Tony La Russa

Former Cardinals manager Tony La Russa, left, before a baseball game between the Tampa Bay Rays and the Boston Red Sox Friday, April 19, 2019, in St. Petersburg, Fla. (AP Photo/Chris O'Meara)

Given the frenzy surrounding sign-stealing in Major League Baseball lately, it shouldn't surprise many that new stories alleging old infractions would come out of the woodwork and make their way into public conversation. What might surprise some is the connection the St. Louis Cardinals share with the latest allegation.

Take a deep breath, though, Cardinals fans. To date, no nefarious schemes have been suggested involving your team. However, a notable figure in Cardinals history was certainly placed under scrutiny Friday by former MLB pitcher Jack McDowell.

McDowell, a former Cy Young Award winner who pitched for the White Sox, Yankees, Indians and Angels during his 12-year MLB career, is in the news Friday for what he said about Tony La Russa during a recent radio interview with WFNZ in Charlotte.

During the interview, McDowell discussed a sign-stealing system that was allegedly in place during his time with the White Sox, and named the former Cardinals manager as the person who spearheaded the creation of the system. 

"We had a system in old Comiskey Park in the late 1980s," McDowell said. "Gatorade sign out in right-center had a light, there was a toggle switch in the manager's office and a camera zoomed in on the catcher. Okay? I'm gonna whistle blow this now because I'm getting tired of this crap.

"There was that, Tony La Russa is the one who put it in. He was also the head of the first team of all the people doing steroids. Yet, he's still in the game making half a million, you know? No one is going to go after that. It's just, this stuff is getting old where they target certain guys and let other people off the hook."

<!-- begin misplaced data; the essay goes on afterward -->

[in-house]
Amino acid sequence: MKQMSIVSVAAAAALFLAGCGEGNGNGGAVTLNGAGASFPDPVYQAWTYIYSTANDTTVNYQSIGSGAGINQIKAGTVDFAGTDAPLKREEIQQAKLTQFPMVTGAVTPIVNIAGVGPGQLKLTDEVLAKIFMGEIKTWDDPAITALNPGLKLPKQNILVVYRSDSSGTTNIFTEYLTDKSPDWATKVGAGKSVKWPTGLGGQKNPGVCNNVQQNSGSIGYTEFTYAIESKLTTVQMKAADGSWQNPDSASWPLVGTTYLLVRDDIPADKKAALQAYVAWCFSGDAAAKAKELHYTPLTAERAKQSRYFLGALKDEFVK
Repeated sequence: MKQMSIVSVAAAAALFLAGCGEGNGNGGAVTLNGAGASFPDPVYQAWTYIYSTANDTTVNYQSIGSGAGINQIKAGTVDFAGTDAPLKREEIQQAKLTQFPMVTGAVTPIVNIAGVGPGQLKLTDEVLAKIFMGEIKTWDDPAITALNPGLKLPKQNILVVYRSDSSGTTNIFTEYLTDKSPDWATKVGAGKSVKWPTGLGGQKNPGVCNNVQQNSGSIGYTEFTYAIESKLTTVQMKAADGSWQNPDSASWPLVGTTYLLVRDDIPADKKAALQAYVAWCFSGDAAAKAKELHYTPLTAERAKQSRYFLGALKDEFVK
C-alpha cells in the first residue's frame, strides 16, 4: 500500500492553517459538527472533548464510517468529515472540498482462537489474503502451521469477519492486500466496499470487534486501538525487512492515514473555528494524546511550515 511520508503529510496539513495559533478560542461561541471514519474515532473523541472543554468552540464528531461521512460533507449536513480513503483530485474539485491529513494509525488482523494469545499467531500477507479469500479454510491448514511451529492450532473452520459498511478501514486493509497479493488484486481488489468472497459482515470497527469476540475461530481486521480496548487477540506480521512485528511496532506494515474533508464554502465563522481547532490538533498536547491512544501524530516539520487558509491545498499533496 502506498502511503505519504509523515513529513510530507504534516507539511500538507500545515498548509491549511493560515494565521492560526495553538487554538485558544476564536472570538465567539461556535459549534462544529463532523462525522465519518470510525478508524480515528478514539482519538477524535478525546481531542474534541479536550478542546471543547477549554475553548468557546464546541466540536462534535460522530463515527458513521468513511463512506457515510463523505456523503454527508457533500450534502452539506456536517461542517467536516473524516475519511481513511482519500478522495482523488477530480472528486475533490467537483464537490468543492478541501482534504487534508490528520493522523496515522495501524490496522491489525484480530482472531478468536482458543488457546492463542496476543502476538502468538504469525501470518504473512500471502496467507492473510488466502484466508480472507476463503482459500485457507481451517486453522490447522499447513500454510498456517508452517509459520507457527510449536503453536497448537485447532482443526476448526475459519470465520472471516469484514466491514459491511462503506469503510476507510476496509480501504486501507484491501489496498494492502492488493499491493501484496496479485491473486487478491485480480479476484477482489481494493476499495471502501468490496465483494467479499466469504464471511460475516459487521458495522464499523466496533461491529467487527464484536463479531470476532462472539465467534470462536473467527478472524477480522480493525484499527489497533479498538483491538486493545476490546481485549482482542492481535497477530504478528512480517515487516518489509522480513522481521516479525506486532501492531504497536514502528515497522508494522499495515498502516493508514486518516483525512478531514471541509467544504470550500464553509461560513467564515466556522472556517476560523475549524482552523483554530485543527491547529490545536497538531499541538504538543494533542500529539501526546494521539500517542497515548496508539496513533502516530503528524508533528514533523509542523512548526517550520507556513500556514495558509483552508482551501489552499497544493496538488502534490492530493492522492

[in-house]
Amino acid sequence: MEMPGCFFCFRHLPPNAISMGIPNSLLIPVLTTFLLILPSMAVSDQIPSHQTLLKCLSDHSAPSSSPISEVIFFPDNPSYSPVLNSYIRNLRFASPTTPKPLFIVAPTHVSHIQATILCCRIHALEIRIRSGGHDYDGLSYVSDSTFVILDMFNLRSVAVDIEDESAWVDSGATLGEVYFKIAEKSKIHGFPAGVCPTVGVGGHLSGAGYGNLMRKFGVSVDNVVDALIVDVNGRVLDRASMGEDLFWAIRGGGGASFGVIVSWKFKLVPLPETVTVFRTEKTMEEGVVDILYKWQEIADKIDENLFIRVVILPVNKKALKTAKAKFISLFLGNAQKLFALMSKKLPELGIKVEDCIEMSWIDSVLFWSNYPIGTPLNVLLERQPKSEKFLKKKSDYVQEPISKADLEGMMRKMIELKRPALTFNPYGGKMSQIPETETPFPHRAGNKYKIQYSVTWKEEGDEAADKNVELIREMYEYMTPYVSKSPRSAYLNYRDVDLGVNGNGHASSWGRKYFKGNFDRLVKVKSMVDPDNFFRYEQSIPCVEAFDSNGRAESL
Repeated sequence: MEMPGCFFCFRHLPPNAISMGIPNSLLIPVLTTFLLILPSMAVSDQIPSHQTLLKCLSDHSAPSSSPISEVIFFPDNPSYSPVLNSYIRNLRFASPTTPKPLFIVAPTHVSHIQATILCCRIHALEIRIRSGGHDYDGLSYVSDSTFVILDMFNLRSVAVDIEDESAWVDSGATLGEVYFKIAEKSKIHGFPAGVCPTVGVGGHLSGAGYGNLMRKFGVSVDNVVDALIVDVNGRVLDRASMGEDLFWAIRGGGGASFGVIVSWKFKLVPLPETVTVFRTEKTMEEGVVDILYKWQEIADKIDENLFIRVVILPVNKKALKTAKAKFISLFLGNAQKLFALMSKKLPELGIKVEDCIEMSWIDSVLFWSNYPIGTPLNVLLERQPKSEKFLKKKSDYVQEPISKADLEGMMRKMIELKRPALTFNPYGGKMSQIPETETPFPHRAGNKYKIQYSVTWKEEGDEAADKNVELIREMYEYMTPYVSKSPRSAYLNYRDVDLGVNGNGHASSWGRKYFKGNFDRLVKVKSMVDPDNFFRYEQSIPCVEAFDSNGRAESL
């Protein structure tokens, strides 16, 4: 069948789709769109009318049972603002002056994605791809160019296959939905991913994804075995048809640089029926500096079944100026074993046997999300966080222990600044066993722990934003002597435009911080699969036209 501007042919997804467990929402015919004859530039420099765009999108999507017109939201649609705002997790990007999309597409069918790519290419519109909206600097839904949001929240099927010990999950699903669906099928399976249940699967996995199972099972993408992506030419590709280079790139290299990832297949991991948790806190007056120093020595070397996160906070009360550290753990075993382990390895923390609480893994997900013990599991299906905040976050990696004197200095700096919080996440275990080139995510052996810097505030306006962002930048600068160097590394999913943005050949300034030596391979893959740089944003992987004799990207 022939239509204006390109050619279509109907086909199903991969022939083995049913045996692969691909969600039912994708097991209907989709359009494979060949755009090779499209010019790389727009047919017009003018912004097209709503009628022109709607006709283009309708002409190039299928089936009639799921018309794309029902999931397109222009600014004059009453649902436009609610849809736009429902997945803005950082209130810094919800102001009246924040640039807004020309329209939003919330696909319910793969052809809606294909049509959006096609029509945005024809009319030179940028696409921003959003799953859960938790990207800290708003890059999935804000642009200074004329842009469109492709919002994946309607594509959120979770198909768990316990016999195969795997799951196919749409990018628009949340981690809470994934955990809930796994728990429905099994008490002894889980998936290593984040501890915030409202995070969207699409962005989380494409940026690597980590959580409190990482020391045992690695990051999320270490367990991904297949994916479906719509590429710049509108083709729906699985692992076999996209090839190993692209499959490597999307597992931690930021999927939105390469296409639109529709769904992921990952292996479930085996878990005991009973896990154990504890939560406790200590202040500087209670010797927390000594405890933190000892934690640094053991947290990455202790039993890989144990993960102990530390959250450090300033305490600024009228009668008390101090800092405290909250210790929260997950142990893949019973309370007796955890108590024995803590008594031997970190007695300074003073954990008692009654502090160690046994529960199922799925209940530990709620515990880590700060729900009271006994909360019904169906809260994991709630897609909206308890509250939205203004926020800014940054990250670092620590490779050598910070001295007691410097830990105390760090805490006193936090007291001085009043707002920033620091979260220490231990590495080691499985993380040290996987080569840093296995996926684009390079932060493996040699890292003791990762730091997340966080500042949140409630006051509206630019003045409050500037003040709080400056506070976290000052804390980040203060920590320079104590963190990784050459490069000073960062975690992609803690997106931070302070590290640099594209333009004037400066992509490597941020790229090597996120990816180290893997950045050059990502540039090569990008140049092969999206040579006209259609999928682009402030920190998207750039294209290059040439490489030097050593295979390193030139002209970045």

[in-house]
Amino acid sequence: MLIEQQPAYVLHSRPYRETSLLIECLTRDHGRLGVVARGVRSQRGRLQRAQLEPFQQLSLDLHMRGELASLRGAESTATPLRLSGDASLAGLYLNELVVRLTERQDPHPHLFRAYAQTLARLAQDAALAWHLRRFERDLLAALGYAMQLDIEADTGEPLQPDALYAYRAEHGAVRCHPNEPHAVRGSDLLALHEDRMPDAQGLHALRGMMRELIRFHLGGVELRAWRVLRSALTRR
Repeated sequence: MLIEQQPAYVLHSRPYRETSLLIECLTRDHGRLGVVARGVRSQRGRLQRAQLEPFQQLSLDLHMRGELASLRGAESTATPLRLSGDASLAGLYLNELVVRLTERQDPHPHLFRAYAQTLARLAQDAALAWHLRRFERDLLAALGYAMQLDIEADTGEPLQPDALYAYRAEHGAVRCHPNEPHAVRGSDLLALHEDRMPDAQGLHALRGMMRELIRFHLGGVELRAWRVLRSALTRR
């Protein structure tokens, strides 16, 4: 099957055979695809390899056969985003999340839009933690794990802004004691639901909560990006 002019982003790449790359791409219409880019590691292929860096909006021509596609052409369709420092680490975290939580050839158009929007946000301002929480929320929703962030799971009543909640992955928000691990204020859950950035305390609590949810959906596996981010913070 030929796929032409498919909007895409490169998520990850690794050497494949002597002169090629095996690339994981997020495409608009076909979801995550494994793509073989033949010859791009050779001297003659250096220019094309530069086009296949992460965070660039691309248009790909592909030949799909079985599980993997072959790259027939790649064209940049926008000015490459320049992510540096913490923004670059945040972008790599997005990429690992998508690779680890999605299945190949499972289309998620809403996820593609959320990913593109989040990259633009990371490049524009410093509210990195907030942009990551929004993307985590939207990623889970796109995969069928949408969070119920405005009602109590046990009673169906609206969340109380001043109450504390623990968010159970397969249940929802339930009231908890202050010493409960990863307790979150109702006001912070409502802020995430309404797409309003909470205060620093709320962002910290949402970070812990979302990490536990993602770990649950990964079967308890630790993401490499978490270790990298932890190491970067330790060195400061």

McDowell, whose time with the White Sox did not begin until 1987, never played with La Russa as his manager. La Russa left his role with the White Sox in 1986, taking over as the manager of the Oakland Athletics at that time. McDowell's claims clearly suggest the sign-stealing system was designed prior to La Russa's departure (and therefore, his own arrival), but he does not elaborate on how came came to believe La Russa was responsible for its implementation. 

La Russa later responded. 

“My question is this: Was he ever on our team?” La Russa told the San Jose Mercury News. “He was never on our team.”

Later in the interview, McDowell states he had never discussed the sign-stealing system previously, with his reasoning being that the White Sox left old Comiskey Park a couple years later, in 1990, which put an end to the system involving the Gatorade sign allegedly started by La Russa.

"I've never said anything about the old system we had because once we got to new Comiskey, I didn't know if there was one or not," McDowell said. "There were rumors that we had one, but it wasn't as out there as the first one was where they forced the pitcher who was pitching the next day, had to go in there and flip on the toggle switch and stuff. I don't know, it was crazy."

The alleged infraction occurred long before La Russa's arrival in St. Louis in 1996. La Russa retired as Cardinals manager following the 2011 World Championship season. He has since worked as an executive for the Diamondbacks, Red Sox and now the Angels.

With Boston, La Russa served as vice president and special assistant to then-president of baseball operations Dave Dombrowski from 2017 until Dombrowski's departure from the organization during the 2019 season. The Red Sox have been accused of a sign-stealing operation during the 2018 season, for which La Russa was still employed by the team.

The chief culprit in that affair is believed to have been then-manager Alex Cora, whose role in that scheme--and the one involving his time as bench coach of the 2017 Astros--has him in hot water with MLB this winter. Cora was fired from his manager role with the Red Sox Tuesday and still awaits word on an official punishment following MLB's investigation into the matters.

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